Writing this article on the issue of Northern Ireland has been the trickiest I have attempted while being an editor at Point of Information. The complexity of the issue is staggering and it has become a political minefield for anyone who dares to attempt to solve it. Therefore, I must commend the government for the vigor and gusto for trying to the resolve the issue of a backstop that could potentially leave us trapped by EU laws and regulations. So when it comes to answering the question set this week I can not give clear concrete answers. However, I have much faith that this government will find a deal and its idea of all-Ireland issues is a start. However, where does it goes from here, it is clear that only Boris knows.

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The panic is palpable – the Conservatives and their supporters truly have no clue what to do – a Labour response

Whatever kingly ambitions Mr Kane has for Prime Minister Johnson, the rest of the country isn’t fooled. Being asked to have faith in such a charlatan when so much is at stake is a slap in the face of reason. The Conservatives and their supporters are clearly treading water here; note Mr Kane’s omission of Boris’s bridge idea – evidently too embarrassing to repeat.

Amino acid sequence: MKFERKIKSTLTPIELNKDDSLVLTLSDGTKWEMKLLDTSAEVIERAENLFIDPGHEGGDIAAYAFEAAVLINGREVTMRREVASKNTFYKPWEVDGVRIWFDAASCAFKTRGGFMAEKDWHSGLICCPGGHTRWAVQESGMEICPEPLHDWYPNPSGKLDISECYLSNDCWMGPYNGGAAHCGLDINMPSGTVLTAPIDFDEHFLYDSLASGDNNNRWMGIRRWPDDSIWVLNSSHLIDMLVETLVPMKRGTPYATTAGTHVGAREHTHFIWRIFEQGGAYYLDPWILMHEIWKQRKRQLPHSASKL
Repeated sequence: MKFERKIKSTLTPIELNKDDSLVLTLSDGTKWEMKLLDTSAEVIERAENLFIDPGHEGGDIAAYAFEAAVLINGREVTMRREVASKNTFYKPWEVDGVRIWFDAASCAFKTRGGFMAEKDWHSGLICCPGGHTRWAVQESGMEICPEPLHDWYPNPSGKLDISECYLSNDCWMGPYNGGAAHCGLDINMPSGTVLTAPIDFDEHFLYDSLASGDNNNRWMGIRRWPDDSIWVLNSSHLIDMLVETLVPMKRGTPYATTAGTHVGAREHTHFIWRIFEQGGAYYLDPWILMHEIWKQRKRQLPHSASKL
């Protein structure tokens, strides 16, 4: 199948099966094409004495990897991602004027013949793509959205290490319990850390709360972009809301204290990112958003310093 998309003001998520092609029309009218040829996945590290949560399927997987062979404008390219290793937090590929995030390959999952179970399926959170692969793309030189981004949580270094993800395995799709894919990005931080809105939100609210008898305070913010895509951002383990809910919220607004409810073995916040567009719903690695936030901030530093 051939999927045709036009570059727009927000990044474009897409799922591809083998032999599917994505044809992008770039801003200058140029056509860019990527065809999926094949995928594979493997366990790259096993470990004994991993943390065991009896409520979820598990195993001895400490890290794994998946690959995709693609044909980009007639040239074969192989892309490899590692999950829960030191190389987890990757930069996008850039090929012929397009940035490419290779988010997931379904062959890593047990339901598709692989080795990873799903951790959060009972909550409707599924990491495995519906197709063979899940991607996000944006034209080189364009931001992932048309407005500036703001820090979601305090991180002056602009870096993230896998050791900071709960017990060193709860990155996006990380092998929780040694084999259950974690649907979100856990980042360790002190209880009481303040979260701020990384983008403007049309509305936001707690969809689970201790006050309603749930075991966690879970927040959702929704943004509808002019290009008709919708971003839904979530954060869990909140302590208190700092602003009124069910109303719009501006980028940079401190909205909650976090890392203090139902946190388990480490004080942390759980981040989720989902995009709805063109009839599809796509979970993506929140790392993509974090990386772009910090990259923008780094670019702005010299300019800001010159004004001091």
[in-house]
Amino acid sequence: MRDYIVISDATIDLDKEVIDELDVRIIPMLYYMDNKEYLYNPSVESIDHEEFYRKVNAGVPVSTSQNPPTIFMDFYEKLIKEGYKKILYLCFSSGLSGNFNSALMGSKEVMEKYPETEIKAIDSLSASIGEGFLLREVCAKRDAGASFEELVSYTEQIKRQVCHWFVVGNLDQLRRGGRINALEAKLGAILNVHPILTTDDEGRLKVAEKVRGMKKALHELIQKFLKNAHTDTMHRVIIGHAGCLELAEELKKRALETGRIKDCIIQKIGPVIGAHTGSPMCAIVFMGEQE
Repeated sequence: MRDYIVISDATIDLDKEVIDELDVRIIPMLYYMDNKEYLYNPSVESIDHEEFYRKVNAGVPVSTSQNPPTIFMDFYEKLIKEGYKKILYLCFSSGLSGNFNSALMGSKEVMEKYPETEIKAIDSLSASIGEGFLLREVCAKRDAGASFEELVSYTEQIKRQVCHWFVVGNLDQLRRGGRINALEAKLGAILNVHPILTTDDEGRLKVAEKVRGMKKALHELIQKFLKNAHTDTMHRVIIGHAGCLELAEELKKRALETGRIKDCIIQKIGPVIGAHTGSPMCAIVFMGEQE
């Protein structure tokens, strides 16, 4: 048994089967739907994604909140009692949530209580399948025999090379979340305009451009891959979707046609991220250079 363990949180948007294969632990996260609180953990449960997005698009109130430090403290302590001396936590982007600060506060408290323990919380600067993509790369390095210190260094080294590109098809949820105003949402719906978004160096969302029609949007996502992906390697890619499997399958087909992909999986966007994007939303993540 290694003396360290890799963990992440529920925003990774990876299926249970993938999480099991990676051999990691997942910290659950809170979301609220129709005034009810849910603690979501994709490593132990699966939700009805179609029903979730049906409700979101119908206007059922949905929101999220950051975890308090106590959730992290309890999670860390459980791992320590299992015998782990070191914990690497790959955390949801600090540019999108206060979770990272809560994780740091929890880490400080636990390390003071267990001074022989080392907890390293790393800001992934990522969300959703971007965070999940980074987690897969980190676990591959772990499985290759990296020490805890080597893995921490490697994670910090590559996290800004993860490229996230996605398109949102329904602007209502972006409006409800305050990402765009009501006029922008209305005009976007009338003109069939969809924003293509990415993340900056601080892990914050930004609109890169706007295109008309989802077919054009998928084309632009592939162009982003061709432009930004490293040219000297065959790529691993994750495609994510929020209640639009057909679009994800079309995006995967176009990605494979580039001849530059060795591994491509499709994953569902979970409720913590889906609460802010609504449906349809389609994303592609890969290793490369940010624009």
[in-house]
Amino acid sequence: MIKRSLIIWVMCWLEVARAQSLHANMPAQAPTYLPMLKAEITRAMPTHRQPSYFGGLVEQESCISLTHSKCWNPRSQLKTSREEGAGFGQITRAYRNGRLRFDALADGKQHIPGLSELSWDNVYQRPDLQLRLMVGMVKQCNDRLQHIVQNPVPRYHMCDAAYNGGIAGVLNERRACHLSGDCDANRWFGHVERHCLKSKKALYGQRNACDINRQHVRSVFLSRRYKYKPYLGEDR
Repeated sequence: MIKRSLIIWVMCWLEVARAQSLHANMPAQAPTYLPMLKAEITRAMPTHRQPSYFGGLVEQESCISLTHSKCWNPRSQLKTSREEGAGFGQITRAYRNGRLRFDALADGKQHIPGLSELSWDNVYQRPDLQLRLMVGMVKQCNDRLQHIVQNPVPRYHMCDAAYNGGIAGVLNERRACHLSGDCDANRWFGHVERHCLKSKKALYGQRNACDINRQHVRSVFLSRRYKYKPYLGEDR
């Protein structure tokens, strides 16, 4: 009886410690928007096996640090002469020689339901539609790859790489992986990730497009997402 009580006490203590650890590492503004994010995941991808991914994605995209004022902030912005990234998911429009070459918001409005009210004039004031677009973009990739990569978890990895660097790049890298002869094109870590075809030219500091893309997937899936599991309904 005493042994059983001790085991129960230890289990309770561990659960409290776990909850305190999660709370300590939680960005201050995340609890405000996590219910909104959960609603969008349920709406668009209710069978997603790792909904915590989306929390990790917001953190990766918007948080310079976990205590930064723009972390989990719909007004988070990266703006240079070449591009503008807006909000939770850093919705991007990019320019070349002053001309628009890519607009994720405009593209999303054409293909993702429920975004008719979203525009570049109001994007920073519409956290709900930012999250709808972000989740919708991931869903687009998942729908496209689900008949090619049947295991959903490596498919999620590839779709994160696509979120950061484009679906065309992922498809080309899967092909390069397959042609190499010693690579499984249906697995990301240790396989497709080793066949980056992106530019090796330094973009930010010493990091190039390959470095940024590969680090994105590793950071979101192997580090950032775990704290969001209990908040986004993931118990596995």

Also, according to Mr Kane, the PM opposes the backstop as “Northern Ireland is being treated differently to the rest of the UK”, yet seems to suggest that treating Northern Ireland differently from the UK is becoming the government’s official stance! Paradoxes and contradictions have become ubiquitous under a Conservative administration. If Mr Kane thinks his party can solve this Catch 22 he is sorely mistaken.

I commend Mr Kane for not claiming to have every answer in this situation, but in this case an answer is needed, and needed fast. The fate of the country is at stake, and Boris Johnson is the man we should trust? God help us.

No straight answer as we have come to expect from Boris Johnson and Jack Kane – a Liberal response

I feel this week’s response to Mr Kane will be an easy one. He simply provides no answer to the back stop and proceeds to tell us what is going on rather than give a solution.

The only attempt he makes is to suggest Boris Johnson’s proposals to effectively keep Northern Ireland in the customs unions for some goods such as agriculture. Even this is a poor solution even if it is a ‘springboard’ to further negotiations which the EU have already ruled out.

Mr Kane seems hesitant about the backstop yet has no other solution. We can tell he has found this article difficult and I respect him for saying so. However, Mr Kane, modesty is not the solution for this crisis and I hope you are able to provide some thought other than following Boris Johnson to disaster.